Michael Robison‘s EXPLODING SUN is one more disaster film from the Reelz Network, and although it is less of a strain to sit through than its predecessor Eve of Destruction, that does not negate the absurdity of this film’s plot nor its highly unlikable cast. Nothing works in this film and the science featured is incorrect to put it lightly. The special effects featured have made a vast improvement the earlier Reelz doomsday films, however, it does very little to satisfy if the film cannot hold interest. Like the other chapters in this series, audiences will not miss much if they decide to pass it up.

An experimental and brand-new spacecraft on a mission to space and carrying on board a diverse crew of passengers, including the First Lady of the United States (Jane Wheeler) to travel from Earth to the moon in only hours. Unfortunately, the scalar engines become affected by a CME (whatever that is) from the sun and cause the craft to go haywire in space en route. The craft then is on a crash course with the sun and the engines create a chain reaction where continuous solar flares would destroy all life on the planet. It is up to a conflicting astronaut-scientist duo to save the world.

From the beginning of the series,  it is obvious that the two main male characters–hero astronaut Don Wincroft (David James Elliot) and head NASA scientist Craig Bakus (Anthony Lemke)–do not like each other. To include, are the two worst characters in Exploding Sun. Their constant exchanges (i.e. bickering) get annoying fast, and Bakus’ overbearing personality makes for a very stale character interest. Of course, involved in a love triangle with Cheryl Wincroft (Natalie Brown), who works for the President and married to hero astronaut Don–but first married to scientist Craig. The results: one of the most easily overdone plot twists used to create unnecessary drama in an attempt  to develop interest in the characters.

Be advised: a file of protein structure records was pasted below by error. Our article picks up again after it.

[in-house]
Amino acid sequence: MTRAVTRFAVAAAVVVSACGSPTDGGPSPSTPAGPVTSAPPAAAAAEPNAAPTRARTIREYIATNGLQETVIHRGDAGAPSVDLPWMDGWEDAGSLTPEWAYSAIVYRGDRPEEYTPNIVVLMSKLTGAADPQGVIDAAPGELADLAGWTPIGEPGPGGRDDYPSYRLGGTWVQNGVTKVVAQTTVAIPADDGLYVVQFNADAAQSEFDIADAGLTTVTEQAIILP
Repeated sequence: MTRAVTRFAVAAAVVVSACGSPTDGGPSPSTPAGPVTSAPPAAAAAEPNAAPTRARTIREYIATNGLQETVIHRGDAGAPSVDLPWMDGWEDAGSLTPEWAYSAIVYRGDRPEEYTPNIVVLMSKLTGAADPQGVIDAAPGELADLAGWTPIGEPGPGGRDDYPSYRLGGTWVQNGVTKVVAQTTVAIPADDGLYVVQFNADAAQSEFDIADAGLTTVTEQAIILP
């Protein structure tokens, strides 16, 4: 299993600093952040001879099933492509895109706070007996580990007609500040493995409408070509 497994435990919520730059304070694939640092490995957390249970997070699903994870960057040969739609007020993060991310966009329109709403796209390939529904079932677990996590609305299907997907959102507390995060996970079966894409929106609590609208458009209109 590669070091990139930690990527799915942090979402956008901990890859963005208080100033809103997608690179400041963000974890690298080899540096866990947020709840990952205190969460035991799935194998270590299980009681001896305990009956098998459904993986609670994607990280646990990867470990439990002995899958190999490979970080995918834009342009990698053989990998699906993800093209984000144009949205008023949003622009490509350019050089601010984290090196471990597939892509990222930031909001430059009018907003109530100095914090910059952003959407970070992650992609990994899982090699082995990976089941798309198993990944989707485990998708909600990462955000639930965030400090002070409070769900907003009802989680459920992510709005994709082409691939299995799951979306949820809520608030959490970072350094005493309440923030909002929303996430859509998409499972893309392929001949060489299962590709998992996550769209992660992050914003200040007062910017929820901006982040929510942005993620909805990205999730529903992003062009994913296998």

The other issue with Exploding Sun is “sun” itself. Solar flares always happen, and they do not cause spaceships to fall out of the sky or crash into the sun. Considering the sun’s immense size, heat and age, it is impossible to believe a single spacecraft would cause a supernova reaction large enough to destroy the Earth–faux movie science at its worse.

Okay, to be somewhat fair, Exploding Sun is enjoyable to pick apart the inconsistencies in plot and science and not much else.

EXPLODING SUN special features include:

•  Cast Interviews for David James Elliott, Julia Ormond, Anthony Lemke, Natalie Brown, Alexander Weiner

Exploding Sun is a Blu-ray disc DVD and will show brilliantly on any television or computer monitor. Clear and crisp visual quality brings out the beauty of the character costumes and sets with the audio being easy to understand without the use of subtitles. The soundtrack in the film is enhanced by the wonderful quality of the disc’s audio capabilities.

Art and supplementary materials courtesy ©2013 of Lionsgate Home Entertainment. All rights reserved.

  • Editor Rating

  • Rated 1 stars
  • Really Bad

  • SUN
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  • Last modified: 2013-11-14

Review Summary:

A solar flare four times larger than Earth plunging toward the planet--the end of humanity has begun.

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